European lawmakers voted on Tuesday to cap banker bonuses at the region’s largest institutions, as part of a major set of reforms designed to curb the financial industry’s risky behavior.
The New York Times reports that the legislation had faced major opposition from Britain, home to Europe’s largest financial center, but was outflanked in recent weeks by other European Union countries that wanted to rein in the excesses that contributed to the financial crisis.
As part of the hard-fought deal, compensation limits will restrict bonus payments to one year’s base salary, though that figure can be doubled if a majority of shareholders approve. The legislation will apply to all banks active in Europe, as well as the international divisions of European firms like Barclays and UBS.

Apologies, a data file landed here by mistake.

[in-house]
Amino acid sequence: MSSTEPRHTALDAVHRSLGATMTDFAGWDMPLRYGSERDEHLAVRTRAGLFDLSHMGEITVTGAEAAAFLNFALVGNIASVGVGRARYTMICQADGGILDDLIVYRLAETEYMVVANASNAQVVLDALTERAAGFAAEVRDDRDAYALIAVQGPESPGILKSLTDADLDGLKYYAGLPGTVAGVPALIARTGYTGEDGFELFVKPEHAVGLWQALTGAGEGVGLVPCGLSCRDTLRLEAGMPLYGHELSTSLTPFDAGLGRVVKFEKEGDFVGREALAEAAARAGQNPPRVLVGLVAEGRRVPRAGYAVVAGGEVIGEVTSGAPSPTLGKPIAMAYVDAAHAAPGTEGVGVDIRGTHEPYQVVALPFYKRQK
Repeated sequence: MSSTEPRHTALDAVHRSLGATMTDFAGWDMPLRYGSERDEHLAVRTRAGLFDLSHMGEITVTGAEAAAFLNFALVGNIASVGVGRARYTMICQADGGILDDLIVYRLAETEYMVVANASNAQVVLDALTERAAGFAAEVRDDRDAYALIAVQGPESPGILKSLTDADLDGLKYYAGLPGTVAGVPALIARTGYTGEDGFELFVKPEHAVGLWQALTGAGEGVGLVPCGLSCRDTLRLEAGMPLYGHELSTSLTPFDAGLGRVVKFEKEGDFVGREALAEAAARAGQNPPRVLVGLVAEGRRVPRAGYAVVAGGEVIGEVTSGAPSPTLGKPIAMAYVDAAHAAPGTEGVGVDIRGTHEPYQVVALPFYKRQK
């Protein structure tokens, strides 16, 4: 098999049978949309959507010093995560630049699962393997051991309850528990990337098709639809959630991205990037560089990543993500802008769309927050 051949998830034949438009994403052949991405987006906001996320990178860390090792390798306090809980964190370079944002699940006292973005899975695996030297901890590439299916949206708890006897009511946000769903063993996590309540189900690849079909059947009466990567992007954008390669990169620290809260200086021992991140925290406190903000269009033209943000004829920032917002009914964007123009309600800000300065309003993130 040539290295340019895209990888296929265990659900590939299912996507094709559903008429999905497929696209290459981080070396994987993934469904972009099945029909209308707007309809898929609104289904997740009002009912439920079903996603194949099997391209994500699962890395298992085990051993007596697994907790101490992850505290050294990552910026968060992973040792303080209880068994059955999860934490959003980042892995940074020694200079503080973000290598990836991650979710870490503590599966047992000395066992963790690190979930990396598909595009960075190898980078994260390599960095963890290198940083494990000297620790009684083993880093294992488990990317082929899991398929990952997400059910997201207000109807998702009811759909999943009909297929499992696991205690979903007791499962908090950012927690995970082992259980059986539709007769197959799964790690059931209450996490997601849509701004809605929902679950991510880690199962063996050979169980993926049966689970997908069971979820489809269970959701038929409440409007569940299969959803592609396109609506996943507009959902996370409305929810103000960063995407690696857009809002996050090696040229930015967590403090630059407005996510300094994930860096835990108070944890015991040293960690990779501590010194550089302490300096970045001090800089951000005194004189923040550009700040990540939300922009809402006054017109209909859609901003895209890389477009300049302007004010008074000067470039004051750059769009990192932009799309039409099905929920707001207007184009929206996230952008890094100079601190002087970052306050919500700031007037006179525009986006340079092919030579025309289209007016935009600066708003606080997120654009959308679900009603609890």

'The rules will put an end to the culture of excessive bonuses, which encouraged risk-taking for short-term gains', said José Manuel Barroso, president of the European Commission. 'This is a question of fairness. If taxpayers are being asked to pick up the bill after the financial crisis, banks must also make a contribution'.
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Europe Votes To Curb Banker Bonuses
image: © Matthew Rutledge